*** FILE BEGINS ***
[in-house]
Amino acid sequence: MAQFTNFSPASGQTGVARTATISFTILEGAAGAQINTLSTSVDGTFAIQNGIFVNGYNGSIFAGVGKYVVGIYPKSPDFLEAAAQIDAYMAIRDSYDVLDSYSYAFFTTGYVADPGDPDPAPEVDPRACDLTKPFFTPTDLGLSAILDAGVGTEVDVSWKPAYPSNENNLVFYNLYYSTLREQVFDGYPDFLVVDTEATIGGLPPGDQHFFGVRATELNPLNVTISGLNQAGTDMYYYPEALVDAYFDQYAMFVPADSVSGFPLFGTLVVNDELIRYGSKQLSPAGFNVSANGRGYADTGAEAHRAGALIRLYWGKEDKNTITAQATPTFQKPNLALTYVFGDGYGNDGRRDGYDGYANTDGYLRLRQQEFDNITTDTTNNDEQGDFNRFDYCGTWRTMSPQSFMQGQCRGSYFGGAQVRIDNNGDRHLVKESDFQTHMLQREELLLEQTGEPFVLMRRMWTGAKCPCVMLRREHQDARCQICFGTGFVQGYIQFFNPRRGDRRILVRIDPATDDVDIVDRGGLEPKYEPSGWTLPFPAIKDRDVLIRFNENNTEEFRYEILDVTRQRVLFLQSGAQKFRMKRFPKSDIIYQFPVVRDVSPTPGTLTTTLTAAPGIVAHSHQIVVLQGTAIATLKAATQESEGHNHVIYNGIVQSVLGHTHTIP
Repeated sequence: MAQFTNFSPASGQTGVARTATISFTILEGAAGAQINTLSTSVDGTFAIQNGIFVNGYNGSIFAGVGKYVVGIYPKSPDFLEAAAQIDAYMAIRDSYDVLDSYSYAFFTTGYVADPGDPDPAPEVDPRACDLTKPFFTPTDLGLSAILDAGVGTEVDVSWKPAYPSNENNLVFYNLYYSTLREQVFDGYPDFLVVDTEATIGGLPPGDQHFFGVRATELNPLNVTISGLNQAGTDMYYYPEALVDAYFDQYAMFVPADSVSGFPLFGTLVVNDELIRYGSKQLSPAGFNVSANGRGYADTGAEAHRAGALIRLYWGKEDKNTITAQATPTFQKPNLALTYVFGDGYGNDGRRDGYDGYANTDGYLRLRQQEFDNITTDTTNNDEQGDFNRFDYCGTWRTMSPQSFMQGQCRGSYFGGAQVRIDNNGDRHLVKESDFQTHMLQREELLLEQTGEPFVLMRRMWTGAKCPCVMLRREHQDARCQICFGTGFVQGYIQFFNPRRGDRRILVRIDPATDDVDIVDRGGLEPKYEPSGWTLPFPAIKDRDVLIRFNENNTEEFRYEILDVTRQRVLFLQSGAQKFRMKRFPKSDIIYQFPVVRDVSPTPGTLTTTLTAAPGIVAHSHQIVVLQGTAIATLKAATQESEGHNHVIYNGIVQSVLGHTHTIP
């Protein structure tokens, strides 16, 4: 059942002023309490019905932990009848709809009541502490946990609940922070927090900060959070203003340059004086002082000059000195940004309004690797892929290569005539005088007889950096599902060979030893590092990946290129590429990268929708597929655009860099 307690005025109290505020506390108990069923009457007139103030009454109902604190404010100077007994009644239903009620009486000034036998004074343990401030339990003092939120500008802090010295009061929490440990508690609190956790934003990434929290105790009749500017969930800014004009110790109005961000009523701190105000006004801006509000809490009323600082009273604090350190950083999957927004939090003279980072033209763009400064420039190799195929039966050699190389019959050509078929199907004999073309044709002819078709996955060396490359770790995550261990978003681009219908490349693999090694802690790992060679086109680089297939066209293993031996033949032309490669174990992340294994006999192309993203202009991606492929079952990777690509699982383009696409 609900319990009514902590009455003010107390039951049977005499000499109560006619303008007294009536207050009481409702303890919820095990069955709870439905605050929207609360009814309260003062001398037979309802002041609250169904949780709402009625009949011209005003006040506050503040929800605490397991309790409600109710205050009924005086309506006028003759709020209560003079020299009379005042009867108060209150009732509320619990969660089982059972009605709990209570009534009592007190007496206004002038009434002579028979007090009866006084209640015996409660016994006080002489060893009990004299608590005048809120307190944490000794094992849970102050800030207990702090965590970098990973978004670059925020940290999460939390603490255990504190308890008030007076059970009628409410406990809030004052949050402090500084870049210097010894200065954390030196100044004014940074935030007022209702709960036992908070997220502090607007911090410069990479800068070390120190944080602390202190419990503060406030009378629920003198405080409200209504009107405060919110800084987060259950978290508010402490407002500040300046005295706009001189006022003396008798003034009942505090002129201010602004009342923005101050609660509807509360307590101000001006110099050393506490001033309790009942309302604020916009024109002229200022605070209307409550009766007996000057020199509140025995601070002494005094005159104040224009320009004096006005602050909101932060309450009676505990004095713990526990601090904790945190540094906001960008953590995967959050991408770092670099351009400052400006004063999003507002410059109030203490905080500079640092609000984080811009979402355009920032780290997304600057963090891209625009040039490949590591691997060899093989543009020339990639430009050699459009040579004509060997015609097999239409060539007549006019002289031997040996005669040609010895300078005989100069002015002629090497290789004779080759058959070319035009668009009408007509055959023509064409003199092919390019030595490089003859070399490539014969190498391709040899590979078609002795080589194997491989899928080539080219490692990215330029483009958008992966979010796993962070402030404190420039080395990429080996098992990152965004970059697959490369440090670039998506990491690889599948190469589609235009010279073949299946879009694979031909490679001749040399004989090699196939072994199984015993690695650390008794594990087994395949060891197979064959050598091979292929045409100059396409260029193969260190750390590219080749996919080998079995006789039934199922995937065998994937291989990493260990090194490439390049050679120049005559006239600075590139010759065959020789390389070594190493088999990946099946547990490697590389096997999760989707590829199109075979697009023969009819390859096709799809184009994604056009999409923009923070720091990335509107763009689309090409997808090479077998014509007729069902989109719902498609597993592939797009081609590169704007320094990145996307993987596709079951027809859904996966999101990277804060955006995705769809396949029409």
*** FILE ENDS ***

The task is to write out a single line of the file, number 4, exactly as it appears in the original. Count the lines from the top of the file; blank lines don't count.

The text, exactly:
């Protein structure tokens, strides 16, 4: 059942002023309490019905932990009848709809009541502490946990609940922070927090900060959070203003340059004086002082000059000195940004309004690797892929290569005539005088007889950096599902060979030893590092990946290129590429990268929708597929655009860099 307690005025109290505020506390108990069923009457007139103030009454109902604190404010100077007994009644239903009620009486000034036998004074343990401030339990003092939120500008802090010295009061929490440990508690609190956790934003990434929290105790009749500017969930800014004009110790109005961000009523701190105000006004801006509000809490009323600082009273604090350190950083999957927004939090003279980072033209763009400064420039190799195929039966050699190389019959050509078929199907004999073309044709002819078709996955060396490359770790995550261990978003681009219908490349693999090694802690790992060679086109680089297939066209293993031996033949032309490669174990992340294994006999192309993203202009991606492929079952990777690509699982383009696409 609900319990009514902590009455003010107390039951049977005499000499109560006619303008007294009536207050009481409702303890919820095990069955709870439905605050929207609360009814309260003062001398037979309802002041609250169904949780709402009625009949011209005003006040506050503040929800605490397991309790409600109710205050009924005086309506006028003759709020209560003079020299009379005042009867108060209150009732509320619990969660089982059972009605709990209570009534009592007190007496206004002038009434002579028979007090009866006084209640015996409660016994006080002489060893009990004299608590005048809120307190944490000794094992849970102050800030207990702090965590970098990973978004670059925020940290999460939390603490255990504190308890008030007076059970009628409410406990809030004052949050402090500084870049210097010894200065954390030196100044004014940074935030007022209702709960036992908070997220502090607007911090410069990479800068070390120190944080602390202190419990503060406030009378629920003198405080409200209504009107405060919110800084987060259950978290508010402490407002500040300046005295706009001189006022003396008798003034009942505090002129201010602004009342923005101050609660509807509360307590101000001006110099050393506490001033309790009942309302604020916009024109002229200022605070209307409550009766007996000057020199509140025995601070002494005094005159104040224009320009004096006005602050909101932060309450009676505990004095713990526990601090904790945190540094906001960008953590995967959050991408770092670099351009400052400006004063999003507002410059109030203490905080500079640092609000984080811009979402355009920032780290997304600057963090891209625009040039490949590591691997060899093989543009020339990639430009050699459009040579004509060997015609097999239409060539007549006019002289031997040996005669040609010895300078005989100069002015002629090497290789004779080759058959070319035009668009009408007509055959023509064409003199092919390019030595490089003859070399490539014969190498391709040899590979078609002795080589194997491989899928080539080219490692990215330029483009958008992966979010796993962070402030404190420039080395990429080996098992990152965004970059697959490369440090670039998506990491690889599948190469589609235009010279073949299946879009694979031909490679001749040399004989090699196939072994199984015993690695650390008794594990087994395949060891197979064959050598091979292929045409100059396409260029193969260190750390590219080749996919080998079995006789039934199922995937065998994937291989990493260990090194490439390049050679120049005559006239600075590139010759065959020789390389070594190493088999990946099946547990490697590389096997999760989707590829199109075979697009023969009819390859096709799809184009994604056009999409923009923070720091990335509107763009689309090409997808090479077998014509007729069902989109719902498609597993592939797009081609590169704007320094990145996307993987596709079951027809859904996966999101990277804060955006995705769809396949029409």